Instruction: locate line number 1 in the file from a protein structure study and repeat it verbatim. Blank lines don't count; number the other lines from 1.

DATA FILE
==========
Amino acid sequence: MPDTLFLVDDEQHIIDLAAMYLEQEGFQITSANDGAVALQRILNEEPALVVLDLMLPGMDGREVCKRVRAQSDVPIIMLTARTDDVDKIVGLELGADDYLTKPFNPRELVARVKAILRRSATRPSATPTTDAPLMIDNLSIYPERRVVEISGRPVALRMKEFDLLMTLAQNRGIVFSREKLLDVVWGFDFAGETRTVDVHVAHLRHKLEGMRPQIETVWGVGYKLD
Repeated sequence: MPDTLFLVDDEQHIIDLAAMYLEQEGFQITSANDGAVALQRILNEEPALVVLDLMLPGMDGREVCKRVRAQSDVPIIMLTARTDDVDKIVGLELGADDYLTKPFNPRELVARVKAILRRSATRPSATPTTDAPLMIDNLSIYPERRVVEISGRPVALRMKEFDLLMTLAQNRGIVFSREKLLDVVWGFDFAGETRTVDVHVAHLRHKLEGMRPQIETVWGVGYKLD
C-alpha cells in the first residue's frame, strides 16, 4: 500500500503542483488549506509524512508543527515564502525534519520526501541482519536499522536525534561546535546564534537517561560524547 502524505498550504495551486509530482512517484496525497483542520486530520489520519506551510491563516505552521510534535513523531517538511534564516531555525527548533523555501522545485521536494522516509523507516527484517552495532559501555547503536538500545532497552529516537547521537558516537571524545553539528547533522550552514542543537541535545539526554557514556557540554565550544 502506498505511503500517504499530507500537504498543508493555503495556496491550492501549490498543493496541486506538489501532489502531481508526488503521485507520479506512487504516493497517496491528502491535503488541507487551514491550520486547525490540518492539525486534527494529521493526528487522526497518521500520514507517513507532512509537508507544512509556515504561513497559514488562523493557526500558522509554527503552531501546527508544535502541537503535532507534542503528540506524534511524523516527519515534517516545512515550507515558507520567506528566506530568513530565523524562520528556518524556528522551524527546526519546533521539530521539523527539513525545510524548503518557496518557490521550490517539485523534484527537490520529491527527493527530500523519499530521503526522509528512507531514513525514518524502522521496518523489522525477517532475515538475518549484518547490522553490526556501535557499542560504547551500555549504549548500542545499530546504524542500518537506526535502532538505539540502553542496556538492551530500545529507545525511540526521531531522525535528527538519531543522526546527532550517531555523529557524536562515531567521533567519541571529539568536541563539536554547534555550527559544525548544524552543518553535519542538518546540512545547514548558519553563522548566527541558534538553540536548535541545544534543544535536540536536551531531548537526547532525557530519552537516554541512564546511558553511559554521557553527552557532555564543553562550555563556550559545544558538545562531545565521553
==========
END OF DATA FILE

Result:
Amino acid sequence: MPDTLFLVDDEQHIIDLAAMYLEQEGFQITSANDGAVALQRILNEEPALVVLDLMLPGMDGREVCKRVRAQSDVPIIMLTARTDDVDKIVGLELGADDYLTKPFNPRELVARVKAILRRSATRPSATPTTDAPLMIDNLSIYPERRVVEISGRPVALRMKEFDLLMTLAQNRGIVFSREKLLDVVWGFDFAGETRTVDVHVAHLRHKLEGMRPQIETVWGVGYKLD